I recently caught up on the show Elementary, a modern-day Sherlock Holmes adaptation, and it raises a number of concerning questions about its worldbuilding and alternate history for me.
The show is set in a fictionalized New York City; a world with a steady stream of intriguing crime, a world where the police are okay, a world in which Sherlock Holmes is a police consultant and recovering heroin addict. But the divergence between this fictional city goes back further than 2012, when the show was aired -- back at least to 1887, the year in which, in the Elementary universe, Sir Arthur Conan Doyle does not publish A Study in Scarlet.
The story was rejected several times before it was published, so perhaps the show's Doyle gave up on the piece, and the name "Sherlock Holmes" was lost to a trash bin, consumed by worms. Even then, it's too much of a coincidence for me. I don't buy that, by sheer coincidence, a Sherlock Holmes is born nearly 100 years later and live out the same life as this forgotten character from an abandoned novel.
Even without the distinctive name (after all, he was originally christened "Sherrinford Holmes"), the details are too specific and identifiable. No, it must be that the story was never written at all and the character never invented.
So we are left with the question, why didn't Doyle write A Study in Scarlet?
Doyle was inspired to create the Sherlock character by his professor Joseph Bell, who impressed Doyle with his powers of deductions, and consulted with Scotland yard. The similarity evident to anyone who knew Bell, as we see in a letter from Robert Louis Stevenson, who wrote Doyle, "can this be my old friend Joe Bell?" If Doyle had never met Bell, there could not have been a Sherlock Holmes, and even if Doyle still wrote detective stories, without Bell as a model, the character would not be the one we know so well today.
Bell and Doyle met in 1877, ten years before A Study in Scarlet was published, when Doyle was a medical student in Edinburgh. Doyle served as Bell's clerk, but even without this direct connection, Bell was a legend among Edinburgh medical students. There is no way that the would not have crossed paths. So it must be that they not only did not meet, but they did not pass in the same circles at all.
It isn't surprising that Doyle returned to Edinburgh, where he was born, to attend university after finishing school in Germany, but he could have attended a different medical school. Or Doyle could have decided to study a different subject entirely. After all, he was the editor of a literary magazine in school; he could have gone directly into writing and revolutionized some other genre. For all I know, there is an iconic science fiction series beloved to the people of Elementary's NYC, written by a Doyle who was never a doctor.
Or maybe Doyle's parents' troubled marriage fell apart six years earlier than it did, and he was never born. Maybe Bell established his medical practice in another city. Maybe one of the two died in a random accident. Whatever the exact cause, it's clear that the idea of "Sherlock Holmes" was never conceived.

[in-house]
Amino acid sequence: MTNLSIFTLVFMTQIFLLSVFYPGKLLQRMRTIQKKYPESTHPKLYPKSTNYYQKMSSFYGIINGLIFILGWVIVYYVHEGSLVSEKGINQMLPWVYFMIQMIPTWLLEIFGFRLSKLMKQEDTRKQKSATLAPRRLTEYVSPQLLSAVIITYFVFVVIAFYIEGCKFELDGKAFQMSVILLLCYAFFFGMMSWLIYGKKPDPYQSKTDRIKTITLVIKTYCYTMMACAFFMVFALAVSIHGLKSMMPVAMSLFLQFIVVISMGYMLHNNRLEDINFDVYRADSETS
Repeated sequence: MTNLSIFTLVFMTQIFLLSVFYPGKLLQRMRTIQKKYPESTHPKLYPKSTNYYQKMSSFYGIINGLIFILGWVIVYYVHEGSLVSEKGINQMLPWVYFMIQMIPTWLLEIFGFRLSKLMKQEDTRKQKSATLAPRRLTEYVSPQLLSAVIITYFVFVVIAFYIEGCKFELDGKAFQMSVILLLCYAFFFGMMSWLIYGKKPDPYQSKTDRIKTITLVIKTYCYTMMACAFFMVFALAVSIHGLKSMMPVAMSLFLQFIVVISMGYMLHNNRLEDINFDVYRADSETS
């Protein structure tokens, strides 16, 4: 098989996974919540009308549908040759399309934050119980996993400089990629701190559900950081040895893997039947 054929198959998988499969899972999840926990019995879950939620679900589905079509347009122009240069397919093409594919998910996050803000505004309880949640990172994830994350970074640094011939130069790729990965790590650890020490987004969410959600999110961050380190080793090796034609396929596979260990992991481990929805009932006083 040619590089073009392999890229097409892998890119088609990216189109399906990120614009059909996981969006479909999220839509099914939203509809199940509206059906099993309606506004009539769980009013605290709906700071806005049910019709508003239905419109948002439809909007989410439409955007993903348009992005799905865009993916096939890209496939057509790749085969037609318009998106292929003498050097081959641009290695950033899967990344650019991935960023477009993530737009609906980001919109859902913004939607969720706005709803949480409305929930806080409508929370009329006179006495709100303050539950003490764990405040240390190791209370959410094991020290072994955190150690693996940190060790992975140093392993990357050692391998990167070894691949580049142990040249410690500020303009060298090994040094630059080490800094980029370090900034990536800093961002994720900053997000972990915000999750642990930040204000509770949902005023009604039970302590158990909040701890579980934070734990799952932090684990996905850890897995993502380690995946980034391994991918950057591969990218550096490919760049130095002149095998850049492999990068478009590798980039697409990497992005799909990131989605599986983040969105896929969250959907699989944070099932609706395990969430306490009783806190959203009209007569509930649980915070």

Without Sherlock Holmes, what would the detective genre look like? There's no need to un-publish The Moonstone or erase C. Auguste Dupin, so fictional detectives aren't out with the bathwater. We would not have Hercule Poirot who Agatha Christie wrote, in her words, "in the Sherlock Holmes tradition," but I don't think we need to shunt her out of the detective genre entirely. She had other inspirations than Doyle's work.
Mac OS 8 would have shipped with a differently-branded search tool, certainly.
Of course, the only people who can canonically establish the differences between Elementary and real life are the show's writers. While they haven't explicitly touched on this, we can reasonably infer that even without the morale boost of Doyle's propagandist Holmes story His Last Bow, the outcome of World War I remained more or less the same. Whether Doyle would have found his way to Spiritualism, and if not, whether Harry Houdini have found an alternative adversary to debunk, is less clear.
Maybe the lack of the literary Sherlock Holmes canon as a guiding light is what shaped the show universe's version of murder which is complicated and interesting rather than merely heartbreaking. Maybe without Doyle's writing we too would live in a world populated with sexy, mysterious crimelords.
There's another aspect to this as well. In a world where Doyle hadn't written those stories, Elementary makes a strong case that Jonny Lee Miller would have been born to parents with different surnames than Lee and Miller, parents who named him Sherlock. He wouldn't have followed their lead into an acting career, but become a detective.
Instead of walking into an audition in 1994, he would have solved some strange crime for Scotland Yard and discovered heroin. And we, the minor side characters, the extras of the world, would never lay our humble eyes upon the movie Hackers.
So thank you, Sir Arthur Conan Doyle, and to the inhabitants of modern-day Sherlock Holmes adaptations, I am sorry.